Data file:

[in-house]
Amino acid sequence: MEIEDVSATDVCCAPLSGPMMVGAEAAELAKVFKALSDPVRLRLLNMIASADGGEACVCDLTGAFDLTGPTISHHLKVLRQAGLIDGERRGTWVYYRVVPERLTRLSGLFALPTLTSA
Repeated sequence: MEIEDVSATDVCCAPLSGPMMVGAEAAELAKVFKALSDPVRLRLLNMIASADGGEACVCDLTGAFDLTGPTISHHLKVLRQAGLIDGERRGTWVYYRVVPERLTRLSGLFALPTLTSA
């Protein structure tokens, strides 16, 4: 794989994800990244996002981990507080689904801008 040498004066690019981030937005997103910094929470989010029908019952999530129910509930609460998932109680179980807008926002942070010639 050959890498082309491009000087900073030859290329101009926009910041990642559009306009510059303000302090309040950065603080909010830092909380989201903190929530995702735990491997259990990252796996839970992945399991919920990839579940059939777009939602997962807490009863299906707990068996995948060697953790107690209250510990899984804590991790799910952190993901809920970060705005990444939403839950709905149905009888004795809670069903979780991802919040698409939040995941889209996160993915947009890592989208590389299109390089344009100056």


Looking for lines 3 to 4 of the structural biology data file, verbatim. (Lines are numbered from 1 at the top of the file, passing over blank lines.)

Repeated sequence: MEIEDVSATDVCCAPLSGPMMVGAEAAELAKVFKALSDPVRLRLLNMIASADGGEACVCDLTGAFDLTGPTISHHLKVLRQAGLIDGERRGTWVYYRVVPERLTRLSGLFALPTLTSA
């Protein structure tokens, strides 16, 4: 794989994800990244996002981990507080689904801008 040498004066690019981030937005997103910094929470989010029908019952999530129910509930609460998932109680179980807008926002942070010639 050959890498082309491009000087900073030859290329101009926009910041990642559009306009510059303000302090309040950065603080909010830092909380989201903190929530995702735990491997259990990252796996839970992945399991919920990839579940059939777009939602997962807490009863299906707990068996995948060697953790107690209250510990899984804590991790799910952190993901809920970060705005990444939403839950709905149905009888004795809670069903979780991802919040698409939040995941889209996160993915947009890592989208590389299109390089344009100056």